Young Christians in Europe ‘swimming against the tide’

21 March 2018

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Participants in World Youth Day 2016, in Cracow, Poland, were able to confess in more than 50 confessionals, in the Zone of Reconciliation at Sanctuary of Divine Mercy in Lagiewniki

Participants in World Youth Day 2016, in Cracow, Poland, were able to confess in more than 50 confessionals, in the Zone of Reconciliation at Sanctuar...

RETURNING to a world in which Christianity was regarded as “very weird” would not be a bad thing, the author of a study that highlights the minority status of young European Christians said this week.

In 12 of the 22 counties studied, more than half of young adults (aged 16-29) said that they did not identify with any religion. The percentage who identified as “Nones” was highest in two post-Communist countries — the Czech Republic (91 per cent), and Estonia (80 per cent) — followed by Sweden, the Netherlands, and the UK (70 per cent).

Yet within some of these countries, the small minorities who identified as Christian reported relatively high levels of practice. Of the seven per cent of Czech young adults who identified as Roman Catholic, 24 per cent reported weekly attendance.

“The few people who do call themselves Christians are doing it not out of some cultural family nostalgia, but for a reason,” the study’s author, Dr Stephen Bullivant, Professor of Theology and the Sociology of Religion at St Mary’s University, Twickenham, said on Monday.

“If you are in your twenties and still going to church every Sunday, that is not something that is normal in your peer group, and what you hopefully find is some other people who are there for a reason, swimming against the tide. . . That is when you start to see personal deepening of ministry.”

The study, Europe’s Young Adults and Religion, was carried out in collaboration with the Institut Catholique de Paris, and draws on data about young adults, aged 16-29, in 22 European countries, including Israel and Russia, collected in the European Social Survey.

In 19 countries, more than a third of respondents identified with a religion. Rates of “Nones” were lowest in Israel (one per cent), Poland (17 per cent), and Lithuania (25 per cent). The six countries where the highest proportions identified as Christian were all historically Catholic-majority countries: Poland, Lithuania, Ireland, Slovenia, Portugal, and Austria.

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“What we sometimes forget about the Communist era was that these were already very different and diverse countries, with their own histories and religious profiles,” Professor Bullivant said. “There wasn’t one ‘thing’ the Communist era interacted with . . . There were different configurations between Church and State. . . Poland was able to remain the carrier of an independent religious and national identity.”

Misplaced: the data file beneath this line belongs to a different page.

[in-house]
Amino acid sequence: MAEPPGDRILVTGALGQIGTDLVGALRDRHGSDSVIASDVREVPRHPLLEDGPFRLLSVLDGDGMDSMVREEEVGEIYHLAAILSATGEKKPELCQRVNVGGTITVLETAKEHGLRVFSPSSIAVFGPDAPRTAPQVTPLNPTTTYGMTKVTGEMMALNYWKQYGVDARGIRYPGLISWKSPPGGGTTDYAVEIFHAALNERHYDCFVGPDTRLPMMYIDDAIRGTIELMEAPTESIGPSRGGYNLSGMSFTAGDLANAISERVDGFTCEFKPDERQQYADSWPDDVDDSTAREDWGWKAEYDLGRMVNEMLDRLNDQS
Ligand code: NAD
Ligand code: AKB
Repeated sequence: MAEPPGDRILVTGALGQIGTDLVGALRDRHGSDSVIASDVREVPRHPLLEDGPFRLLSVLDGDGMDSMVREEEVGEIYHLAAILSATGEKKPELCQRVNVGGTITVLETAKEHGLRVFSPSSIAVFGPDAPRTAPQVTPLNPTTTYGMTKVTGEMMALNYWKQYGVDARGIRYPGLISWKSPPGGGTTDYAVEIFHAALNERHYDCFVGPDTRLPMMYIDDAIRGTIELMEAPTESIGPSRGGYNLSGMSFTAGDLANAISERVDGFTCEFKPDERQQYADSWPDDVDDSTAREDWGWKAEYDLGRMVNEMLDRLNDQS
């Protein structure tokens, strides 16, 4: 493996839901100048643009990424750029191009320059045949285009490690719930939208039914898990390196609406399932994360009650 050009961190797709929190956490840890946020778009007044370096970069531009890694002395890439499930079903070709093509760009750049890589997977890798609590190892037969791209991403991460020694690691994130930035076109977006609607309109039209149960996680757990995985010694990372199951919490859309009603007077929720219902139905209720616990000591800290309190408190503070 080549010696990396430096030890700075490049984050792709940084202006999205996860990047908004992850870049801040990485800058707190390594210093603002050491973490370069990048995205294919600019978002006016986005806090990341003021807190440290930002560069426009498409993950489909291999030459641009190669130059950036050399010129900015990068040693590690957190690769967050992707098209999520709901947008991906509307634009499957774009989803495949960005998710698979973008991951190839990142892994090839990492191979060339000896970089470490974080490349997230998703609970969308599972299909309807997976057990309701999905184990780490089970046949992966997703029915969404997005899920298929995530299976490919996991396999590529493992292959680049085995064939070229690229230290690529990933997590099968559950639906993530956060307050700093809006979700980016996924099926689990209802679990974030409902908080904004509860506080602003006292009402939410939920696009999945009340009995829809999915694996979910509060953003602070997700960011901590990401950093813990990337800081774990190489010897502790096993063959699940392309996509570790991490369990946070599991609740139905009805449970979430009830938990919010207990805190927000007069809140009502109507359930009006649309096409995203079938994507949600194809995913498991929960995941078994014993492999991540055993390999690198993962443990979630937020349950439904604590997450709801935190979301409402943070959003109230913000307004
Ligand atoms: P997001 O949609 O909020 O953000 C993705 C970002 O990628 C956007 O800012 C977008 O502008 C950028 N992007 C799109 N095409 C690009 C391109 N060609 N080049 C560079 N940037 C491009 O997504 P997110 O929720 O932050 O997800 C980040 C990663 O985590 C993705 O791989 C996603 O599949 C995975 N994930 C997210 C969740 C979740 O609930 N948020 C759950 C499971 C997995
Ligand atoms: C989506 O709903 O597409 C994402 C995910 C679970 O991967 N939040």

The study suggests that religious practice varies, and that high rates of affiliation do not necessarily correspond with attendance. In only four countries do more than one in ten report attending religious services at least once a week: Poland, Israel, Portugal, and Ireland. Despite having high rates of affiliation, Lithuania, Austria, and Slovenia all ranked low in this regard.

There is also variation in practice among those who identify as Catholic. In France, just seven per cent of the 23 per cent who identify as Catholic attended weekly mass, compared with 47 per cent of the 82 per cent who identify as Catholic in Poland. Ten per cent of young people in the UK identify as Catholic, of whom 17 per cent attend weekly mass. Catholic was the largest Christian identity in the UK, at ten per cent, compared with seven per cent Anglican.

Examples of growth and vibrancy in churches did not disprove secularisation, but were a byproduct of it, Professor Bullivant said: “The few Christians who are left are going to find each other and feel more committed, precisely because they are counter-cultural, and that motivates them. . . Christianity was originally very weird, and it’s probably good for us to feel a bit weird. . . It isn’t something that we should just regard as normal stuff that you can nod along to.”

World Youth Day — attended by six million young Catholics in 2015 — and Taizé were examples of work that was under way to bring young Catholics together, across borders, he said, and had a “powerful, galvanising effect”. The decline in cultural Christianity, which was no longer passed from generation to generation, meant that “one of the critical things will be finding places where people in community take Christian discipleship seriously.”

The report was produced to inform this year’s Synod of Bishops, due to be held in Rome in October, with the theme “Young People, the Faith, and Vocational Discernment.”

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